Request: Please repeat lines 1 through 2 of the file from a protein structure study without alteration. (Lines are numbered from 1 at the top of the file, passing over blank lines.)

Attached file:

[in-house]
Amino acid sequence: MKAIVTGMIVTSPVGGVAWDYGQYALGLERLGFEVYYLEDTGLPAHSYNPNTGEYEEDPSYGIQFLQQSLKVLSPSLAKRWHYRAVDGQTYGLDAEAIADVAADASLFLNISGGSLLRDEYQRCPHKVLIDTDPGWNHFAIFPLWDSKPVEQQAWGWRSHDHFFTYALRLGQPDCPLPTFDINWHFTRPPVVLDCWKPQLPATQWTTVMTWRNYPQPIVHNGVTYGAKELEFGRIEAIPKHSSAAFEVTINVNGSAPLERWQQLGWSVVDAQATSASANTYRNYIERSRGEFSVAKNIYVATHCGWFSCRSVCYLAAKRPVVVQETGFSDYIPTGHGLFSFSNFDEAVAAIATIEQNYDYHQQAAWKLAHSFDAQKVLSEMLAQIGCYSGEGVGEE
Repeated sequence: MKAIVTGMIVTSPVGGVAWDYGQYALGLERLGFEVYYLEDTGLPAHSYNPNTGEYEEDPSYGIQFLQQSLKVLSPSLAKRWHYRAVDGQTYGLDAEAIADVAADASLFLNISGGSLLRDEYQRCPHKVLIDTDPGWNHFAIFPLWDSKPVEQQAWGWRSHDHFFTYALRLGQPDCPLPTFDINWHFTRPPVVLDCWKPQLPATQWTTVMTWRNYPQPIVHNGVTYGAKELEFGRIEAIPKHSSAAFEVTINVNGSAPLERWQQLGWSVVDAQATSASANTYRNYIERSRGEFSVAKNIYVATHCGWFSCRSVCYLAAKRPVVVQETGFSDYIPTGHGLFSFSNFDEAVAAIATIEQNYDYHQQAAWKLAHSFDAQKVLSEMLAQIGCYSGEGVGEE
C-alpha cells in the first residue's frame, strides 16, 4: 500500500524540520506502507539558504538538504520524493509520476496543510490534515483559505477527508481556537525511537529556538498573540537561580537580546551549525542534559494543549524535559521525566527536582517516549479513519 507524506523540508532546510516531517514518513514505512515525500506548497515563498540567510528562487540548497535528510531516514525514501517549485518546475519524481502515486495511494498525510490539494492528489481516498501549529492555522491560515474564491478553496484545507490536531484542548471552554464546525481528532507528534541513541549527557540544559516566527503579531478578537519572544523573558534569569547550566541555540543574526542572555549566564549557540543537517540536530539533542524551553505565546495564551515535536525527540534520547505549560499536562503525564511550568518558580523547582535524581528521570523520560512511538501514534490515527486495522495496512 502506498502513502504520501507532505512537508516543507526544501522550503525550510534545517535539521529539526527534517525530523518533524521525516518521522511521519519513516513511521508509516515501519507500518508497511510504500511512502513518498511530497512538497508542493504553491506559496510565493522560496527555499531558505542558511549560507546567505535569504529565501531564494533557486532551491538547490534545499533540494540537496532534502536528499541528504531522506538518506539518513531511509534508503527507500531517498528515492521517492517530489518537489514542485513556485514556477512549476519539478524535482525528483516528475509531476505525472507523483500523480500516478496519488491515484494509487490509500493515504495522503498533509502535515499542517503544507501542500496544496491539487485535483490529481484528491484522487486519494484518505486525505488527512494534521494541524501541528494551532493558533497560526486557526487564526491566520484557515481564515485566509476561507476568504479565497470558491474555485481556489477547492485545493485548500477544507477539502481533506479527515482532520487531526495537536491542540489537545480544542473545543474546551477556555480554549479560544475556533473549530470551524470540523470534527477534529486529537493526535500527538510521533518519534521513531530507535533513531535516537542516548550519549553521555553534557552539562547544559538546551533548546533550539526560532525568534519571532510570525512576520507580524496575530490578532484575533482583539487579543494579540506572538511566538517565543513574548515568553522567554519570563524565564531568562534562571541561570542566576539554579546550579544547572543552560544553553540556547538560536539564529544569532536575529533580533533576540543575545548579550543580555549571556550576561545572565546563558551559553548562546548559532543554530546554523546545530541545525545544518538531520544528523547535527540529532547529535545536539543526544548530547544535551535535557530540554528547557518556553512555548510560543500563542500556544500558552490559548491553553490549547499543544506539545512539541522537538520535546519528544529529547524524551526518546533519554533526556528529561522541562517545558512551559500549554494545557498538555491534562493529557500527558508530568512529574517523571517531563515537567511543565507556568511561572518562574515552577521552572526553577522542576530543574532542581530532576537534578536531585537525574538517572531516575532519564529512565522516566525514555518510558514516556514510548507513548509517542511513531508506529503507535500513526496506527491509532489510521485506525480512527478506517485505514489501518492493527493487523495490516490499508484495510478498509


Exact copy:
[in-house]
Amino acid sequence: MKAIVTGMIVTSPVGGVAWDYGQYALGLERLGFEVYYLEDTGLPAHSYNPNTGEYEEDPSYGIQFLQQSLKVLSPSLAKRWHYRAVDGQTYGLDAEAIADVAADASLFLNISGGSLLRDEYQRCPHKVLIDTDPGWNHFAIFPLWDSKPVEQQAWGWRSHDHFFTYALRLGQPDCPLPTFDINWHFTRPPVVLDCWKPQLPATQWTTVMTWRNYPQPIVHNGVTYGAKELEFGRIEAIPKHSSAAFEVTINVNGSAPLERWQQLGWSVVDAQATSASANTYRNYIERSRGEFSVAKNIYVATHCGWFSCRSVCYLAAKRPVVVQETGFSDYIPTGHGLFSFSNFDEAVAAIATIEQNYDYHQQAAWKLAHSFDAQKVLSEMLAQIGCYSGEGVGEE